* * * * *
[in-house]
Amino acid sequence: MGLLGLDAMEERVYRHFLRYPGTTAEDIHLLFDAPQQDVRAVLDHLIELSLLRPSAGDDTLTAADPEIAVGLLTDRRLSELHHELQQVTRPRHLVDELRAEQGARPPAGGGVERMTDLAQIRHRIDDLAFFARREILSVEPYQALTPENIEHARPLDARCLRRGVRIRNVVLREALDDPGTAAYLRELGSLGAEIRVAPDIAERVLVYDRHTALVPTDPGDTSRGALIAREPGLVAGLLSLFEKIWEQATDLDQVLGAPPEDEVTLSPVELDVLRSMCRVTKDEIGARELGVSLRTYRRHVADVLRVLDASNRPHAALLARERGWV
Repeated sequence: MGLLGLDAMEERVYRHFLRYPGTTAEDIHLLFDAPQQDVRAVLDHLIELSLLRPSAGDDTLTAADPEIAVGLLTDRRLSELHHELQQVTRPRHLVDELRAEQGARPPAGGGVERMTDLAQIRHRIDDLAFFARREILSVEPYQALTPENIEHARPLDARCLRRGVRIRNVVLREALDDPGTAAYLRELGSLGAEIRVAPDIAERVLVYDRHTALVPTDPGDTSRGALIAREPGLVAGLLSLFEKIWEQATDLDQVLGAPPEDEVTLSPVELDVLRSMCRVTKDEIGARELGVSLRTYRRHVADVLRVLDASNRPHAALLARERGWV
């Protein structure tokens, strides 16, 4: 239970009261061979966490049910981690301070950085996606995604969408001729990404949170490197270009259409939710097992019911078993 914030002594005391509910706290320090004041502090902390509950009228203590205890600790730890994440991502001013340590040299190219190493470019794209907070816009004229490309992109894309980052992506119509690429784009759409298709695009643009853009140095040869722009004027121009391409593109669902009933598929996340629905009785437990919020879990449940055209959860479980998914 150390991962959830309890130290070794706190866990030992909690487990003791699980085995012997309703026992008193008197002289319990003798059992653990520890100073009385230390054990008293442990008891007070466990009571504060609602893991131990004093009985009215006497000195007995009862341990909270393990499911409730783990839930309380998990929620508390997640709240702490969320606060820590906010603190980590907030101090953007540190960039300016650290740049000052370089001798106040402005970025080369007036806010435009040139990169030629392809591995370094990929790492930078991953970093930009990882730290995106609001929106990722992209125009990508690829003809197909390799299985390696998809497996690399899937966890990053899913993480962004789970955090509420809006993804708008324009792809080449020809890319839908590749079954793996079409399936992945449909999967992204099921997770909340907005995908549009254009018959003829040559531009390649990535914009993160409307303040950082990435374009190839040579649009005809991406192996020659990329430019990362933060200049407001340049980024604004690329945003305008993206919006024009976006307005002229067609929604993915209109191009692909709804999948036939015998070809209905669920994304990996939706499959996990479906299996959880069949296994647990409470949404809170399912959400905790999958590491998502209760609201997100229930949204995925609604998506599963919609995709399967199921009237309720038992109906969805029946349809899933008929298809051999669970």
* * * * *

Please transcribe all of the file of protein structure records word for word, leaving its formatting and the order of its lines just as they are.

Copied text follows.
[in-house]
Amino acid sequence: MGLLGLDAMEERVYRHFLRYPGTTAEDIHLLFDAPQQDVRAVLDHLIELSLLRPSAGDDTLTAADPEIAVGLLTDRRLSELHHELQQVTRPRHLVDELRAEQGARPPAGGGVERMTDLAQIRHRIDDLAFFARREILSVEPYQALTPENIEHARPLDARCLRRGVRIRNVVLREALDDPGTAAYLRELGSLGAEIRVAPDIAERVLVYDRHTALVPTDPGDTSRGALIAREPGLVAGLLSLFEKIWEQATDLDQVLGAPPEDEVTLSPVELDVLRSMCRVTKDEIGARELGVSLRTYRRHVADVLRVLDASNRPHAALLARERGWV
Repeated sequence: MGLLGLDAMEERVYRHFLRYPGTTAEDIHLLFDAPQQDVRAVLDHLIELSLLRPSAGDDTLTAADPEIAVGLLTDRRLSELHHELQQVTRPRHLVDELRAEQGARPPAGGGVERMTDLAQIRHRIDDLAFFARREILSVEPYQALTPENIEHARPLDARCLRRGVRIRNVVLREALDDPGTAAYLRELGSLGAEIRVAPDIAERVLVYDRHTALVPTDPGDTSRGALIAREPGLVAGLLSLFEKIWEQATDLDQVLGAPPEDEVTLSPVELDVLRSMCRVTKDEIGARELGVSLRTYRRHVADVLRVLDASNRPHAALLARERGWV
């Protein structure tokens, strides 16, 4: 239970009261061979966490049910981690301070950085996606995604969408001729990404949170490197270009259409939710097992019911078993 914030002594005391509910706290320090004041502090902390509950009228203590205890600790730890994440991502001013340590040299190219190493470019794209907070816009004229490309992109894309980052992506119509690429784009759409298709695009643009853009140095040869722009004027121009391409593109669902009933598929996340629905009785437990919020879990449940055209959860479980998914 150390991962959830309890130290070794706190866990030992909690487990003791699980085995012997309703026992008193008197002289319990003798059992653990520890100073009385230390054990008293442990008891007070466990009571504060609602893991131990004093009985009215006497000195007995009862341990909270393990499911409730783990839930309380998990929620508390997640709240702490969320606060820590906010603190980590907030101090953007540190960039300016650290740049000052370089001798106040402005970025080369007036806010435009040139990169030629392809591995370094990929790492930078991953970093930009990882730290995106609001929106990722992209125009990508690829003809197909390799299985390696998809497996690399899937966890990053899913993480962004789970955090509420809006993804708008324009792809080449020809890319839908590749079954793996079409399936992945449909999967992204099921997770909340907005995908549009254009018959003829040559531009390649990535914009993160409307303040950082990435374009190839040579649009005809991406192996020659990329430019990362933060200049407001340049980024604004690329945003305008993206919006024009976006307005002229067609929604993915209109191009692909709804999948036939015998070809209905669920994304990996939706499959996990479906299996959880069949296994647990409470949404809170399912959400905790999958590491998502209760609201997100229930949204995925609604998506599963919609995709399967199921009237309720038992109906969805029946349809899933008929298809051999669970």